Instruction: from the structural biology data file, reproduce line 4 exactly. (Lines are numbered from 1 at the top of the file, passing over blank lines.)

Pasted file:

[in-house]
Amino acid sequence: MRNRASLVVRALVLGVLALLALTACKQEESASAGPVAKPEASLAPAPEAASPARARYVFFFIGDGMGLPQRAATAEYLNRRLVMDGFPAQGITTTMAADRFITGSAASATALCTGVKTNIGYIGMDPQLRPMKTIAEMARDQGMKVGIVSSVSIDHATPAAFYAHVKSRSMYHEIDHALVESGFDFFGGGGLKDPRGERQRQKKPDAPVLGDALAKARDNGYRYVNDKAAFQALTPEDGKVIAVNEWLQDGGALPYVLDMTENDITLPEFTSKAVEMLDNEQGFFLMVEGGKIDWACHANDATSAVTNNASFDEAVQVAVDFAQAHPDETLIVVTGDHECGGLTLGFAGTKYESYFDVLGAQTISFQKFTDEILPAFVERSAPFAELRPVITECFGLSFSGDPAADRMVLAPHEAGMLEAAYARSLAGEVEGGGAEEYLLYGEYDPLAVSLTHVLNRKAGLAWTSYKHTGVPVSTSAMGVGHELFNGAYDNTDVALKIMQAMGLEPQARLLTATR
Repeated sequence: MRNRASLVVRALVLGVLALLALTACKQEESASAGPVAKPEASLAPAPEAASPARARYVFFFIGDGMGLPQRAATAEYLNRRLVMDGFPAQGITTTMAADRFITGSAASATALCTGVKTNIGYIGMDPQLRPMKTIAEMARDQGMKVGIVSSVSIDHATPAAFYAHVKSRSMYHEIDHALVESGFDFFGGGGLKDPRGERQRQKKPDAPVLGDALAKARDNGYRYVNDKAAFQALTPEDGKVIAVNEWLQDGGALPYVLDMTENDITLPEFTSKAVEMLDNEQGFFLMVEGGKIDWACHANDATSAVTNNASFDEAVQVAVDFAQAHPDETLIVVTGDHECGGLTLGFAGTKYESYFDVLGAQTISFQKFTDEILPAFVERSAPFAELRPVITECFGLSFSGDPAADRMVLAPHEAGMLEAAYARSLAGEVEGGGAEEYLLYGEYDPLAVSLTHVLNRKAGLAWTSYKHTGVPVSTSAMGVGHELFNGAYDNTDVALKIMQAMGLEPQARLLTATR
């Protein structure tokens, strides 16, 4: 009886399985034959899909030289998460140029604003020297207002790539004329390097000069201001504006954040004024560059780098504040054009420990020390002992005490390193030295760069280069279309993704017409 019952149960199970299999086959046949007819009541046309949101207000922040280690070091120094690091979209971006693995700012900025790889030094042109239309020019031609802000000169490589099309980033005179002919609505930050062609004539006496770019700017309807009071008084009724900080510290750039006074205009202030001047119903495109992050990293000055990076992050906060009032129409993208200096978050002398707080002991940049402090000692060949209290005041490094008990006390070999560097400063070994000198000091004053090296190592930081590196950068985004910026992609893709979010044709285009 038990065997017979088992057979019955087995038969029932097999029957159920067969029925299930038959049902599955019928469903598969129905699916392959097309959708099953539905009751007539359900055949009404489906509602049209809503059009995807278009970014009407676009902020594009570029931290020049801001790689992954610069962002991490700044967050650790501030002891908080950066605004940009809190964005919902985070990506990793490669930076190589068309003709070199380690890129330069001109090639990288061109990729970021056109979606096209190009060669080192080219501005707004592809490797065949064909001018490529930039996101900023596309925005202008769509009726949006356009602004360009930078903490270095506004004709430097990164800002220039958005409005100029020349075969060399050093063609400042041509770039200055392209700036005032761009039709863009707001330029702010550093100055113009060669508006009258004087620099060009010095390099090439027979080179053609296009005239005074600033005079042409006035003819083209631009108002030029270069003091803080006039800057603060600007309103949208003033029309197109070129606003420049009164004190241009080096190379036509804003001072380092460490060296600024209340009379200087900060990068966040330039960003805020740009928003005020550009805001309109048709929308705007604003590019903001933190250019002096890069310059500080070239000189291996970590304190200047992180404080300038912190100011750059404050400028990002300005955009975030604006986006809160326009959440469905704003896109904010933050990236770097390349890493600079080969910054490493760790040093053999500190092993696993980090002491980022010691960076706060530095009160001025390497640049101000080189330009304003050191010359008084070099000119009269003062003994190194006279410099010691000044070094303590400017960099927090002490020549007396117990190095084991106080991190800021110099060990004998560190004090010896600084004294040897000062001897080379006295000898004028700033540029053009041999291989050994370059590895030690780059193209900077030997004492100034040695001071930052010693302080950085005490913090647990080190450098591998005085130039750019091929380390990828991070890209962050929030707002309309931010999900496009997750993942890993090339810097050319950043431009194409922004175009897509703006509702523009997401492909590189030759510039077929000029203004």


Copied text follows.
């Protein structure tokens, strides 16, 4: 009886399985034959899909030289998460140029604003020297207002790539004329390097000069201001504006954040004024560059780098504040054009420990020390002992005490390193030295760069280069279309993704017409 019952149960199970299999086959046949007819009541046309949101207000922040280690070091120094690091979209971006693995700012900025790889030094042109239309020019031609802000000169490589099309980033005179002919609505930050062609004539006496770019700017309807009071008084009724900080510290750039006074205009202030001047119903495109992050990293000055990076992050906060009032129409993208200096978050002398707080002991940049402090000692060949209290005041490094008990006390070999560097400063070994000198000091004053090296190592930081590196950068985004910026992609893709979010044709285009 038990065997017979088992057979019955087995038969029932097999029957159920067969029925299930038959049902599955019928469903598969129905699916392959097309959708099953539905009751007539359900055949009404489906509602049209809503059009995807278009970014009407676009902020594009570029931290020049801001790689992954610069962002991490700044967050650790501030002891908080950066605004940009809190964005919902985070990506990793490669930076190589068309003709070199380690890129330069001109090639990288061109990729970021056109979606096209190009060669080192080219501005707004592809490797065949064909001018490529930039996101900023596309925005202008769509009726949006356009602004360009930078903490270095506004004709430097990164800002220039958005409005100029020349075969060399050093063609400042041509770039200055392209700036005032761009039709863009707001330029702010550093100055113009060669508006009258004087620099060009010095390099090439027979080179053609296009005239005074600033005079042409006035003819083209631009108002030029270069003091803080006039800057603060600007309103949208003033029309197109070129606003420049009164004190241009080096190379036509804003001072380092460490060296600024209340009379200087900060990068966040330039960003805020740009928003005020550009805001309109048709929308705007604003590019903001933190250019002096890069310059500080070239000189291996970590304190200047992180404080300038912190100011750059404050400028990002300005955009975030604006986006809160326009959440469905704003896109904010933050990236770097390349890493600079080969910054490493760790040093053999500190092993696993980090002491980022010691960076706060530095009160001025390497640049101000080189330009304003050191010359008084070099000119009269003062003994190194006279410099010691000044070094303590400017960099927090002490020549007396117990190095084991106080991190800021110099060990004998560190004090010896600084004294040897000062001897080379006295000898004028700033540029053009041999291989050994370059590895030690780059193209900077030997004492100034040695001071930052010693302080950085005490913090647990080190450098591998005085130039750019091929380390990828991070890209962050929030707002309309931010999900496009997750993942890993090339810097050319950043431009194409922004175009897509703006509702523009997401492909590189030759510039077929000029203004």